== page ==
Michael Schartl

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Darwin believed that sexual selection accounts for the evolution of exaggerated male ornaments, such as the sword-like caudal fin extensions of male fishes of the genus Xiphophorus, that appear detrimental to survival. Swordtails continue to feature prominently in empirical work and theories of sexual selection; the pre-existing bias hypothesis has been(More)
Embryonic stem (ES) cell lines provide a unique tool for introducing targeted or random genetic alterations through gene replacement, insertional mutagenesis, and gene addition because they offer the possibility for in vitro selection for the desired, but extremely rare, recombinant genotypes. So far only mouse blastocyst embryos are known to have the(More)
One important mechanism for functional innovation during evolution is the duplication of genes and entire genomes. Evidence is accumulating that during the evolution of vertebrates from early deuterostome ancestors entire genomes were duplicated through two rounds of duplications (the 'one-to-two-to-four' rule). The first genome duplication in chordate(More)
Genes related to the Drosophila melanogaster doublesex and Caenorhabditis elegans mab-3 genes are conserved in human. They are identified by a DNA-binding homology motif, the DM domain, and constitute a gene family (DMRTs). Unlike the invertebrate genes, whose role in the sex-determination process is essentially understood, the function of the different(More)
Rex3, the first reverse transcriptase (RT)-encoding retrotransposon isolated from the melanoma fish model Xiphophorus, is a non-long-terminal-repeat element related to the RTE family. The essential features of Rex3 are (1) an endonuclease and a reverse transcriptase, (2) 5' truncations of most of the copies, (3) a 3' tail consisting of tandem repeats of the(More)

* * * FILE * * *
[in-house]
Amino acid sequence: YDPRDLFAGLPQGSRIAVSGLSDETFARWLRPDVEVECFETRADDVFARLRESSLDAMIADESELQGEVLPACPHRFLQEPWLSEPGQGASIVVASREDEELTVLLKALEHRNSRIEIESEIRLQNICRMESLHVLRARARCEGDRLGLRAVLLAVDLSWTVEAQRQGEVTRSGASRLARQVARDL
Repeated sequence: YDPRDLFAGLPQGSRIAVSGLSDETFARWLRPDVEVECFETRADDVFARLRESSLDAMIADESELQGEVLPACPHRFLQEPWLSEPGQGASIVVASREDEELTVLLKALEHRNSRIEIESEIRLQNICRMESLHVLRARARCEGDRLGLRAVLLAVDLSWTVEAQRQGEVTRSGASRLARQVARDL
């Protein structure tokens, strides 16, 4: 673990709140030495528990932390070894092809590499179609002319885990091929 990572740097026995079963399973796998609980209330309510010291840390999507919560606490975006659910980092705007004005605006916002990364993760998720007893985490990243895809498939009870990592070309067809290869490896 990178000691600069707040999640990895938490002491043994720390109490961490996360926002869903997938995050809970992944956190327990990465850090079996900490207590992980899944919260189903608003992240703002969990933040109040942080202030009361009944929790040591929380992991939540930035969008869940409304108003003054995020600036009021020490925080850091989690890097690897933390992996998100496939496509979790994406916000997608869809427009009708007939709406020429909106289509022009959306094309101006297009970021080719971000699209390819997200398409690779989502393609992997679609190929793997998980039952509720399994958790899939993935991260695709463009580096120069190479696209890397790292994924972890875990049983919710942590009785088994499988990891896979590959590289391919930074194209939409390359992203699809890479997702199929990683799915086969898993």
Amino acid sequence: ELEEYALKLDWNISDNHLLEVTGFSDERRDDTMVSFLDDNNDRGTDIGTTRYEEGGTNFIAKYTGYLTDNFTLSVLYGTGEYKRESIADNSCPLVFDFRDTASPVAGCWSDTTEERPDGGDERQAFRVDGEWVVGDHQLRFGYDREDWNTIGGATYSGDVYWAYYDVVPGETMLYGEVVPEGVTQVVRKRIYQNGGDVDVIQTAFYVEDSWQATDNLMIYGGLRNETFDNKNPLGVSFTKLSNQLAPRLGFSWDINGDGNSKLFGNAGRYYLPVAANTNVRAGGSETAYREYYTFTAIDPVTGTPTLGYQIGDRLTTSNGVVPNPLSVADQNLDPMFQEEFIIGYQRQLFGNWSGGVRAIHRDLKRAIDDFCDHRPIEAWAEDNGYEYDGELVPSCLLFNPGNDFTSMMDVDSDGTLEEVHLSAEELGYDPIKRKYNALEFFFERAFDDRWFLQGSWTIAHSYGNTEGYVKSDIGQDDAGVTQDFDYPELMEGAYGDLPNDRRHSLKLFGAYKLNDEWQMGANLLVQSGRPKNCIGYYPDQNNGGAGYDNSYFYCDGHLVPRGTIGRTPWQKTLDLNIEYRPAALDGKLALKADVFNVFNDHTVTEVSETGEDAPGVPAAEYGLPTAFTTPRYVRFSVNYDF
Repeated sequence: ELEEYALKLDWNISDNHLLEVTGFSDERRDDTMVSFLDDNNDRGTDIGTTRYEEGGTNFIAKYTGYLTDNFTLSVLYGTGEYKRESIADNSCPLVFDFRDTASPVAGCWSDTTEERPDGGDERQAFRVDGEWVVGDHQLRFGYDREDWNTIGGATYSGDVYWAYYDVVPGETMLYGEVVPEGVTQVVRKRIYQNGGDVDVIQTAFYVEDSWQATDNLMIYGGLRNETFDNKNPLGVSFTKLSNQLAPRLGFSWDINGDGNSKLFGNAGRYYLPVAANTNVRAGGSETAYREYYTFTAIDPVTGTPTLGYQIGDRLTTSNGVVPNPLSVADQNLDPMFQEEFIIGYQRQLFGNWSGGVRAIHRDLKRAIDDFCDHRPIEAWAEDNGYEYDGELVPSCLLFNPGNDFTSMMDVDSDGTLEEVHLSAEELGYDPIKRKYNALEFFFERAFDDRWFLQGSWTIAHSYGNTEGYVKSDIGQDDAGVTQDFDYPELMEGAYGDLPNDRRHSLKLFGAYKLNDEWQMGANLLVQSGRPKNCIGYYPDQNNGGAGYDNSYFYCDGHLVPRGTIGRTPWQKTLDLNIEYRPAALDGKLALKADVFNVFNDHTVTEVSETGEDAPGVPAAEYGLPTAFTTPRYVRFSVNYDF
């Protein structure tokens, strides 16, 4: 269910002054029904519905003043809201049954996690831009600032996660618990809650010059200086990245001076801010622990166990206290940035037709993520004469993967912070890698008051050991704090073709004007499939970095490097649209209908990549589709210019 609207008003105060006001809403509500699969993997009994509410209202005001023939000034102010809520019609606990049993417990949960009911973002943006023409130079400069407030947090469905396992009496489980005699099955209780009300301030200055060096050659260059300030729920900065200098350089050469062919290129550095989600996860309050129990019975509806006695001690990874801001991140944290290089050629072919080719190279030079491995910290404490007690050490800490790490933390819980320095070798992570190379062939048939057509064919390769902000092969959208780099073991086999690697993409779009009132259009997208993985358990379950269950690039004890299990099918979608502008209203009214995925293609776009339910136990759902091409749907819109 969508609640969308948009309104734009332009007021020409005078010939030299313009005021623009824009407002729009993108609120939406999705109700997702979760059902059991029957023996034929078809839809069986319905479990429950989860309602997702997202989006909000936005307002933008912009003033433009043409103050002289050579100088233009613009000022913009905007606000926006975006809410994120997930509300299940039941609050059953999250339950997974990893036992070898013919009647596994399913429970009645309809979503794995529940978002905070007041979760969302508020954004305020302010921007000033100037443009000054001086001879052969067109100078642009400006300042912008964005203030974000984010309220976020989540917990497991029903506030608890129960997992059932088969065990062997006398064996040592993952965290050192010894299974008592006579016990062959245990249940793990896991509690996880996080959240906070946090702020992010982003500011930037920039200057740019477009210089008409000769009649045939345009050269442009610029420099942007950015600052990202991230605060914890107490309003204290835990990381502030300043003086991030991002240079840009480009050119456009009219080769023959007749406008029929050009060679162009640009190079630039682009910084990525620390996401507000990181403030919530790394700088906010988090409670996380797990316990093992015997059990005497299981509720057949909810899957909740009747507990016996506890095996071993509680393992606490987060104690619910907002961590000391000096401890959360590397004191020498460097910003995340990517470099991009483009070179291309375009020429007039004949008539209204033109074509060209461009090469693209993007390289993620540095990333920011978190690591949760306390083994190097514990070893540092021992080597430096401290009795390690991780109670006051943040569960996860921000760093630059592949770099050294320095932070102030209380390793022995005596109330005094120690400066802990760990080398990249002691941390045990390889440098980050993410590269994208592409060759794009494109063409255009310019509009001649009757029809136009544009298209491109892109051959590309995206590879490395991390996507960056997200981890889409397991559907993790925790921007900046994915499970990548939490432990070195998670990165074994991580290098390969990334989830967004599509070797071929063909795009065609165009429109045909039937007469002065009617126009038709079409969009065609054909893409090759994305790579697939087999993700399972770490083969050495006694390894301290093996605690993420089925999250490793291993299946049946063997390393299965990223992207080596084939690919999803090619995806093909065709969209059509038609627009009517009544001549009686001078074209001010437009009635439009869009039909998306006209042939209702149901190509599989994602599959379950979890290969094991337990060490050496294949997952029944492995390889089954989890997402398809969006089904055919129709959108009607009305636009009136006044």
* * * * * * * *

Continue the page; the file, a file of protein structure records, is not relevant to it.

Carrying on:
Malignant melanoma in Xiphophorus fish hybrids is caused by the activity of a dominant oncogene Tu. By combining genetic and molecular approaches, we have isolated the melanoma oncogene. We show that its level of expression correlates with the degree of malignancy of the tumour. The corresponding proto-oncogene is developmentally regulated. The Tu gene(More)
Melanoma formation in the teleost Xiphophorus is caused by a dominant genetic locus, Tu. This locus includes the Xmrk oncogene, which encodes a receptor tyrosine kinase. Tumor induction is suppressed in wild-type fish by a tumor suppressor locus, R. Molecular genetic analyses revealed that the Tu locus emerged by nonhomologous recombination of the Xmrk(More)
The X and Y chromosomes of the platyfish (Xiphophorus maculatus) contain a region that encodes several important traits, including the determination of sex, pigment pattern formation, and predisposition to develop malignant melanoma. Several sex-chromosomal crossovers were identified in this region. As the melanoma-inducing oncogene Xmrk is the only(More)